Here's proof that Boston really is at the centre of the universe, or at least the world. The Mapparium—the world's largest walk-in globe—is among the city's quirkiest landmarks. Located at the Mary Baker Eddy Library in the Christian Science Plaza, it is, essentially, a three-story model of the globe built to scale. The perfect sphere runs 30 feet in diameter, traversed by way of the glass bridge that bisects its interior. It's a somewhat eccentric proposition in itself, but several unusual features up the oddball quotient considerably.For one thing, there are the weird acoustics. Sound bounces off the globe room's non-porous glass walls, amplifying it tenfold. The effect is pleasantly hallucinatory—whispers across the room register directly in your ear. Another idiosyncratic feature is the map itself. Instead of depicting the world's current geography, the 608 stained-glass panels recreate the planet as it was in the mid 1930s, when the project was completed. Most of the borders are outdated; several of the countries shown have long since been swallowed up by larger, hungrier, hardier entities. It is, as the piped-in voice overhead reminds us, "a world that no longer exists."Built in 1935 for the then-astronomical sum of $35,000, the Mapparium was originally conceived as a symbol of the Christian Science Monitor's global audience. Its creator, Boston-based architect Chester Lindsay Churchill, designed the rest of the library as well. Ironically, it's the map's obsolescence t
Boston Public Library
The BPL is actually two libraries. The original structure, designed by Charles McKim and completed in 1895, is now the research library, while an extension opened in 1972 to function as a general library. Frequented by local students and casual book-browsers, the complex is well worth visiting. Most days you can join an informal art and architecture tour conducted by volunteers (call for times), but the labyrinthine structure is a joy to get lost in as well. At the center of the building is the cloistered courtyard, with its central fountain—a tranquil place to linger. Bates Hall (the expansive second-floor reading room named after an early benefactor) runs the entire length of the library, and features a majestic barrel-arched ceiling. Another highlight is John Singer Sargent's recently restored epic mural, the Triumph of Religion, which dominates the third floor gallery; there are also murals by 19th-century French painter Puvis de Chavannes, among others. The modern wing of the library—which echoes its parent's materials, lines and proportions in a modernist vocabulary—has had its critics but has aged well.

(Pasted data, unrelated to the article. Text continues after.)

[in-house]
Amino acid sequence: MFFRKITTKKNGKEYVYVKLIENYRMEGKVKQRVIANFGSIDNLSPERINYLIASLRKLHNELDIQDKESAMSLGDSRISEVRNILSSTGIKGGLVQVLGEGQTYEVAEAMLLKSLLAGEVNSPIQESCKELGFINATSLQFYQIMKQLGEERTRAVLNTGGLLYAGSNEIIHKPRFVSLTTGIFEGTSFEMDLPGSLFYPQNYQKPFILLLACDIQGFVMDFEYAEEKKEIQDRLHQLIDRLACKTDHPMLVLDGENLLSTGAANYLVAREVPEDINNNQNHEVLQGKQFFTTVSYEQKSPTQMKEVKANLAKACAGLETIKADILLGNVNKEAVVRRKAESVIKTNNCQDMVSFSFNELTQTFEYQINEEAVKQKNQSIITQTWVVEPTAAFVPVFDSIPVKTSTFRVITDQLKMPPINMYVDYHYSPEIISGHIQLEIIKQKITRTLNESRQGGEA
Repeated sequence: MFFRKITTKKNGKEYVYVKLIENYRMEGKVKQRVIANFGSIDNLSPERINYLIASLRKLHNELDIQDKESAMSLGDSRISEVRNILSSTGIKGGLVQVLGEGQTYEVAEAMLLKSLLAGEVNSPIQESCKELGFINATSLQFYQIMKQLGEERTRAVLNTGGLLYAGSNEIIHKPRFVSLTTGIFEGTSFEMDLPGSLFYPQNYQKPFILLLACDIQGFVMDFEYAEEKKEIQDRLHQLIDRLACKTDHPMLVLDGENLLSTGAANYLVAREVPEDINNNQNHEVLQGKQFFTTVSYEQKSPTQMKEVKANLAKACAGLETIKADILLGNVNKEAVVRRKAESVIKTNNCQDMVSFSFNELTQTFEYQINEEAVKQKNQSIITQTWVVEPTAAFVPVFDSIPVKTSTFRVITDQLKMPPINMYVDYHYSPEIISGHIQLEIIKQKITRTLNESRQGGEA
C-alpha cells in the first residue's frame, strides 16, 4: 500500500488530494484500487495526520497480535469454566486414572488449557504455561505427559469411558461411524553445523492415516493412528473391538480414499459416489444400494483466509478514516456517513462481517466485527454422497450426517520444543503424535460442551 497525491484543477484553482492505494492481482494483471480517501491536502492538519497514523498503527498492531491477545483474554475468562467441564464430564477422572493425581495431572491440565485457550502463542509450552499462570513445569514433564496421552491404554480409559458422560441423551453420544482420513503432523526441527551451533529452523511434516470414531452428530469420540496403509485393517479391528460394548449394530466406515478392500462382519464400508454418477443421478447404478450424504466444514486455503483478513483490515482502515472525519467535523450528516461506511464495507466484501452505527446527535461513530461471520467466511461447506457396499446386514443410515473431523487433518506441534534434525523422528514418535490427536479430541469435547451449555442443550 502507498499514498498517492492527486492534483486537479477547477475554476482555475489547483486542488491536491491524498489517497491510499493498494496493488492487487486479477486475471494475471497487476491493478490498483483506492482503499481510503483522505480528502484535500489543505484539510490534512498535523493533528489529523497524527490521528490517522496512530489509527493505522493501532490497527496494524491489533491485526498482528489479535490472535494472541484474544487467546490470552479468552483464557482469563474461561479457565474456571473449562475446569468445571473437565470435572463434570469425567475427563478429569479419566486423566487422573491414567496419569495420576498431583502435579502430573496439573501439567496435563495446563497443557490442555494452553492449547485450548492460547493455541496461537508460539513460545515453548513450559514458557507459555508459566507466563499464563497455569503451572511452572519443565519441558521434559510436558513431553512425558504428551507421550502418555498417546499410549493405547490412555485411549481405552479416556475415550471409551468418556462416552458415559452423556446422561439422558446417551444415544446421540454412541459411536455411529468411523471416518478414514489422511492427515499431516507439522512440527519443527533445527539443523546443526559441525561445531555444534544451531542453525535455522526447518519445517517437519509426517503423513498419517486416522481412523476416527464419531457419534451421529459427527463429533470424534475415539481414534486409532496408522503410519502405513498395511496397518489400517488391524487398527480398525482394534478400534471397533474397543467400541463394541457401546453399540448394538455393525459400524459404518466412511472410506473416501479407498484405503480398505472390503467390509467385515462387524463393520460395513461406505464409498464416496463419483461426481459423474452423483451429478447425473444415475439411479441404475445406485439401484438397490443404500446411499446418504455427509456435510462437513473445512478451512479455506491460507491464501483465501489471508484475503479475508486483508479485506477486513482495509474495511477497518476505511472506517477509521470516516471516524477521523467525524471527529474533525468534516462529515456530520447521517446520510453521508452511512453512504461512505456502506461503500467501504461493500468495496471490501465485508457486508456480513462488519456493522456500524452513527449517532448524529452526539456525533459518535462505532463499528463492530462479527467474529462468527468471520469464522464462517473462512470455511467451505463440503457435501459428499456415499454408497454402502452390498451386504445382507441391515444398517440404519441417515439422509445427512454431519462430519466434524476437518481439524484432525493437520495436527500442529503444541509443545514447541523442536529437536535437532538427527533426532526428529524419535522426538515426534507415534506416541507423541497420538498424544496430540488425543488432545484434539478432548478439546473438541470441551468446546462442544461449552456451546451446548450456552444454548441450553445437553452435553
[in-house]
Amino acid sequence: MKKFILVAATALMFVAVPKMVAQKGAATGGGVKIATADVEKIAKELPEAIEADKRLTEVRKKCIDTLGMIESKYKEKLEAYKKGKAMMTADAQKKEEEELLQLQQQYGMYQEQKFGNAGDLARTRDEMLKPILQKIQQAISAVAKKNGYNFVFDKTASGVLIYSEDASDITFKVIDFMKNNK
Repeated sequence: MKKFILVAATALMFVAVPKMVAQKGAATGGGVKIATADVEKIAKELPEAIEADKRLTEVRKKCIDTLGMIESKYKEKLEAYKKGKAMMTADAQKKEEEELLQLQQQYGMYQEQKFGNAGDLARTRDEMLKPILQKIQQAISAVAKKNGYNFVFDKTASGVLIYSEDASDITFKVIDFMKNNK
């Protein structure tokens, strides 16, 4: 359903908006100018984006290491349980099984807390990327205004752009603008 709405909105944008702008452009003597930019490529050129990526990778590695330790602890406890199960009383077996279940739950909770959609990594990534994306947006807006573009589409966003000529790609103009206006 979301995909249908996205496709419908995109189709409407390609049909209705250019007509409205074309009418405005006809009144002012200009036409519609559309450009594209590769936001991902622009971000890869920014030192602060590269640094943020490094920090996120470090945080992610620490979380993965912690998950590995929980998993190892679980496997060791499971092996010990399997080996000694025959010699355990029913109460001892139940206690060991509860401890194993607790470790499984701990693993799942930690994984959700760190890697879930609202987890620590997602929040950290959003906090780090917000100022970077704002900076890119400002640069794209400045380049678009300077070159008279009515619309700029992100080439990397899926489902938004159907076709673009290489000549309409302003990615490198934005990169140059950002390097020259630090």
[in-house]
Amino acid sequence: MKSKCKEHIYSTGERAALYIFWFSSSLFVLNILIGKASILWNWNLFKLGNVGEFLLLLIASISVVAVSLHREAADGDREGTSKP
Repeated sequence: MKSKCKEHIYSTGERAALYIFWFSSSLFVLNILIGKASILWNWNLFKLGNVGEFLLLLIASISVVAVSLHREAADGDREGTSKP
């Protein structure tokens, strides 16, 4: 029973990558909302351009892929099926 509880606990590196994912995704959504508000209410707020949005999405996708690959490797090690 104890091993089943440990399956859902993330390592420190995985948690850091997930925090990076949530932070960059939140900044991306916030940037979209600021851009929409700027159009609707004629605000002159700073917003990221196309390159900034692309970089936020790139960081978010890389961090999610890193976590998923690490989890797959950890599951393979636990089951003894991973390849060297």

The best shopping in the South End
Table & Tulip
Need further proof that the South End is London writ small? A visit to this tucked-away gem will transport you to Notting Hill. Andrea Halliday’s full-service floral enclave charms with seasonal arrangements (flowering branches, fringed poppies, peonies) as well as vertical planters and flower chandeliers. Weekly house deliveries carry SAD sufferers through the winter months, while brides revel in Halliday’s passion and attention to detail.
Opened by a mother-daughter duo, this South End boutique is the perfect place for ladies of all ages to try on girly wares from hard-to-find designers, with an emphasis on proprietor favorite Lauren Moffatt. Tucked away just off the main drag of Tremont Street, the shop's rustic, whimsical decor is positively enthralling.
Marc Hall Objekt
If you can’t afford the South End condo, at least spring for the sophisticated floral trappings at this SoWa shop. Hall, a renowned event designer, offers stunning botanicals and bulbs as well as antique and modern vessels and a choice selection of home goods, including candles, lighting and antique mirrors. Regular floral workshops mean you can replicate Hall’s genius at home.